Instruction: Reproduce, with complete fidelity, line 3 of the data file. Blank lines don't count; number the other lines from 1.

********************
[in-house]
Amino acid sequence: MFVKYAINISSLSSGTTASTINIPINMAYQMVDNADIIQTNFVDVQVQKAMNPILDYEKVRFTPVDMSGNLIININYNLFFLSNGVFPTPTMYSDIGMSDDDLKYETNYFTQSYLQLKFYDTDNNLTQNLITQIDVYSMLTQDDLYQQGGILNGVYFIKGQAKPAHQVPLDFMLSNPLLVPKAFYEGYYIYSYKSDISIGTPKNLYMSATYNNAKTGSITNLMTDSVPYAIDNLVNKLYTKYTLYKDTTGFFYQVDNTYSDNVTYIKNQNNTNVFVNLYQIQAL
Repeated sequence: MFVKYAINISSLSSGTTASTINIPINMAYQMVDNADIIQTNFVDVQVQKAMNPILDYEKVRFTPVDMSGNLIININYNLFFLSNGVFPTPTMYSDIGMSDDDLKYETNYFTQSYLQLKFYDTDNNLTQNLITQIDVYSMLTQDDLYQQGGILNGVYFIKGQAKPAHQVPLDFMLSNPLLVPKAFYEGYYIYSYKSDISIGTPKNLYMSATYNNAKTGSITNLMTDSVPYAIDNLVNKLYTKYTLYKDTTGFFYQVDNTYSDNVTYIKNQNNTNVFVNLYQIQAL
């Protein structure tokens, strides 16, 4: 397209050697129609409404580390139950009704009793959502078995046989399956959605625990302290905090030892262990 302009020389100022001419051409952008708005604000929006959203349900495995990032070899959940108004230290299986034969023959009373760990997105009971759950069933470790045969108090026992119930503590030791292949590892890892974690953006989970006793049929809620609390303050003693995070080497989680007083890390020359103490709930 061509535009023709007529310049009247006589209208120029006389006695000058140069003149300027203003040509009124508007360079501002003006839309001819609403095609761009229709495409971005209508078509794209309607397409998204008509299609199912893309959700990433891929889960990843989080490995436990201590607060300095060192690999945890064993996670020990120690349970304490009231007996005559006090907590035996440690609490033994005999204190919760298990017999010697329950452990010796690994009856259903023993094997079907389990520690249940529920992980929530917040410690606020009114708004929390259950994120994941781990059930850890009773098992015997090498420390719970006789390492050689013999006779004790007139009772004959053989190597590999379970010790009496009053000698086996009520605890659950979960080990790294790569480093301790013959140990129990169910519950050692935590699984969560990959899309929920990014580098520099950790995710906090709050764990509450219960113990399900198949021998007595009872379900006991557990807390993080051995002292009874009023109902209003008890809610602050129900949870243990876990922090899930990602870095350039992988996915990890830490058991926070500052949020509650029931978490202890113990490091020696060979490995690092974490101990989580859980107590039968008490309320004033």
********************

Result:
Repeated sequence: MFVKYAINISSLSSGTTASTINIPINMAYQMVDNADIIQTNFVDVQVQKAMNPILDYEKVRFTPVDMSGNLIININYNLFFLSNGVFPTPTMYSDIGMSDDDLKYETNYFTQSYLQLKFYDTDNNLTQNLITQIDVYSMLTQDDLYQQGGILNGVYFIKGQAKPAHQVPLDFMLSNPLLVPKAFYEGYYIYSYKSDISIGTPKNLYMSATYNNAKTGSITNLMTDSVPYAIDNLVNKLYTKYTLYKDTTGFFYQVDNTYSDNVTYIKNQNNTNVFVNLYQIQAL